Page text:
In the case judged by the Supreme administrative court, the redundancy plan had been prepared by the liquidator of the company, who had decided that all employees would have the same number of points for the professional capability criterion. The Supreme administrative court judged that by giving one point to each employee the criterion of the professional capability was neutralized, which is contrary to the labour code that requires that all the criteria be taken into account. Hence it judged the plan illegal and nullified the administrative decision that had approved the plan.
Some courts of appeal previously judged in the same way in situations where the employer had neutralized the criterion of professional capabilities. An employer had accepted to neutralize this criterion, upon request of the works council in the course of the consultation process. The Administrative appeal court of Versailles nevertheless invalidated the plan (April 14, 2016). In another case an employer had modulated the criterion of the professional capabilities but decided that should two employees have the same total number of points with the other criteria, the professional capabilities criteria would not be taken into account. The works council had approved this method. Nevertheless, the Court of Amiens decided that this was illegal and awarded damages to the employee claimant (Amiens Court of appeal, September 25, 2013).
All these decisions concern so-called PSE (plans involving more than 10 employees within a company employing more than 50 people), but the solution should apply to any dismissal for economic reason, including when only one person is concerned, since the rule of the labour code on the selection criteria applies whatever the size of the plan.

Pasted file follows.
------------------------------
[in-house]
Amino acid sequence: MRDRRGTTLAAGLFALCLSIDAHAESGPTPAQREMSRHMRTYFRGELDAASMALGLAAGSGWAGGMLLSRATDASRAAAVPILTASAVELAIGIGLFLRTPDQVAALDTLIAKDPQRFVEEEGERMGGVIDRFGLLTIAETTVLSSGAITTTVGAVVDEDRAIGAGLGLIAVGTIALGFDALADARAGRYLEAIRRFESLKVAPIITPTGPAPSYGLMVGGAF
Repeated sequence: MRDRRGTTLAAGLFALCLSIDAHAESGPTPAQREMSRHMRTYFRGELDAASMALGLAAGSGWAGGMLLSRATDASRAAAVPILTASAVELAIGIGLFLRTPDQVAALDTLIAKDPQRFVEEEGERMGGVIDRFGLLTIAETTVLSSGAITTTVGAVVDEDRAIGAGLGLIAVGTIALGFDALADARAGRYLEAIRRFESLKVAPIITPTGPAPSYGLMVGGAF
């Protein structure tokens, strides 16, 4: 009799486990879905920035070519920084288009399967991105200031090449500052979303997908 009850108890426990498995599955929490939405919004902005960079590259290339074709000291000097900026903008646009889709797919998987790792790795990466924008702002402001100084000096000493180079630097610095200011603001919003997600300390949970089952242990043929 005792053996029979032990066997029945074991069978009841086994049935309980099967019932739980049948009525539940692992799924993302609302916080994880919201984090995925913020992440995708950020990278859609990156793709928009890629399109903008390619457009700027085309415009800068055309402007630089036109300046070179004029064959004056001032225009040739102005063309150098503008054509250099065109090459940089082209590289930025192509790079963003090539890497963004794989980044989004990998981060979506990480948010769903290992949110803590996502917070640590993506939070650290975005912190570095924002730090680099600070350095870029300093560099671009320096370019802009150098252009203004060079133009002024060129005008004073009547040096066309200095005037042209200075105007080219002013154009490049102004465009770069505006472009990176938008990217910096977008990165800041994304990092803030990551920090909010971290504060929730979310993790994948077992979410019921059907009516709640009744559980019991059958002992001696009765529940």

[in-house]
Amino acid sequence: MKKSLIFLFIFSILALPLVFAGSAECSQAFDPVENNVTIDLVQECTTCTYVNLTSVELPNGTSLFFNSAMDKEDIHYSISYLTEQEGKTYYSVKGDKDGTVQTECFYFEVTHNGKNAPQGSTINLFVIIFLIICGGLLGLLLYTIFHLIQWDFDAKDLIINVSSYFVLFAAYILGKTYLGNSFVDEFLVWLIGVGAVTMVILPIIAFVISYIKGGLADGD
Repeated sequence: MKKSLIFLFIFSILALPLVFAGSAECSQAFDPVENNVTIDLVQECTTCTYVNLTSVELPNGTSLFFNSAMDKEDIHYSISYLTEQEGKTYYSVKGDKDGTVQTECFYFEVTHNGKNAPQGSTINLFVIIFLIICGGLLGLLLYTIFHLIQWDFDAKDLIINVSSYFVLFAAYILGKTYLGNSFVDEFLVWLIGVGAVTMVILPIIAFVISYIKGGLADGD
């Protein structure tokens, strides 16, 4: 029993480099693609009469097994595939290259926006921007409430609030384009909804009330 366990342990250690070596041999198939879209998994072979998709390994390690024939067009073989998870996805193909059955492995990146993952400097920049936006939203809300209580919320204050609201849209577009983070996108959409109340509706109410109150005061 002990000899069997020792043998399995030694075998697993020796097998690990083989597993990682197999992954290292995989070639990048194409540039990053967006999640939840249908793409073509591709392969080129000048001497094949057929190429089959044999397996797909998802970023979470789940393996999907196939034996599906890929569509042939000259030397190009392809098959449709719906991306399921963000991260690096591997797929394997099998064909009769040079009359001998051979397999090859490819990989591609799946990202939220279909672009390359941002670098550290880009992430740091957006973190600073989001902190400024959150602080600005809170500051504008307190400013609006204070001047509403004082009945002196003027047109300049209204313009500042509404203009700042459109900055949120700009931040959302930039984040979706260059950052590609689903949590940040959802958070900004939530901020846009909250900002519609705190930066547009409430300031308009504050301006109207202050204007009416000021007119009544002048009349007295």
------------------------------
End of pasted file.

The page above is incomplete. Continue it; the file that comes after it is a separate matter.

In the decision of the Supreme administrative court, the liquidator had argued that no performance appraisal of the employees was available and hence it was not possible to modulate this criterion. The Supreme Court already judged that the lack of annual review, which is not a legal obligation, does not make it impossible to appreciate the professional skills (Cass. Soc. April 11, 2008 06-45804).
When appreciating the professional capability of the employees the employer has to use objective criteria, which may be verified by the courts. The elements to be taken into account may be the ability, appreciated by the employer, to help the company returning to a positive situation (Cass. Soc. May 18, 1993). The diploma cannot be the sole element taken into account (Cass. Soc. March 17, 1993, 91-42118). Recent disciplinary sanctions may even be taken into account, provided it is not the only element taken into account (Cass. Soc. May 19, 2010 09-40103).
Anne CIRET – Etienne DEMEZON